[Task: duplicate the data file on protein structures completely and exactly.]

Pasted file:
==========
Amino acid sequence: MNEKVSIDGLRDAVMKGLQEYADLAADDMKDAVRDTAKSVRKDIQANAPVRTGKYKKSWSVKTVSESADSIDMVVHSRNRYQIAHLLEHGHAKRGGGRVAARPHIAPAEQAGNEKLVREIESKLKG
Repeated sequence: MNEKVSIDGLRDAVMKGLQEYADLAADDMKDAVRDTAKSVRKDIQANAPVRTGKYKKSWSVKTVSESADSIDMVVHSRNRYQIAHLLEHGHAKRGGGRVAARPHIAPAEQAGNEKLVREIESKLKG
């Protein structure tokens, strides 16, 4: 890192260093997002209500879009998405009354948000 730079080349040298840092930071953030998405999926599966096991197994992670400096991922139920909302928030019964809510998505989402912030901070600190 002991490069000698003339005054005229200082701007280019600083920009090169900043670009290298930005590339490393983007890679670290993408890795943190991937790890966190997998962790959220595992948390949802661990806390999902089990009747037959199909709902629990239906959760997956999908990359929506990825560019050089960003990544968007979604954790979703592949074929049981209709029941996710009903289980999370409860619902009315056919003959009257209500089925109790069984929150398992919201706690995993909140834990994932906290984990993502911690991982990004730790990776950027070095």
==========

Amino acid sequence: MNEKVSIDGLRDAVMKGLQEYADLAADDMKDAVRDTAKSVRKDIQANAPVRTGKYKKSWSVKTVSESADSIDMVVHSRNRYQIAHLLEHGHAKRGGGRVAARPHIAPAEQAGNEKLVREIESKLKG
Repeated sequence: MNEKVSIDGLRDAVMKGLQEYADLAADDMKDAVRDTAKSVRKDIQANAPVRTGKYKKSWSVKTVSESADSIDMVVHSRNRYQIAHLLEHGHAKRGGGRVAARPHIAPAEQAGNEKLVREIESKLKG
């Protein structure tokens, strides 16, 4: 890192260093997002209500879009998405009354948000 730079080349040298840092930071953030998405999926599966096991197994992670400096991922139920909302928030019964809510998505989402912030901070600190 002991490069000698003339005054005229200082701007280019600083920009090169900043670009290298930005590339490393983007890679670290993408890795943190991937790890966190997998962790959220595992948390949802661990806390999902089990009747037959199909709902629990239906959760997956999908990359929506990825560019050089960003990544968007979604954790979703592949074929049981209709029941996710009903289980999370409860619902009315056919003959009257209500089925109790069984929150398992919201706690995993909140834990994932906290984990993502911690991982990004730790990776950027070095």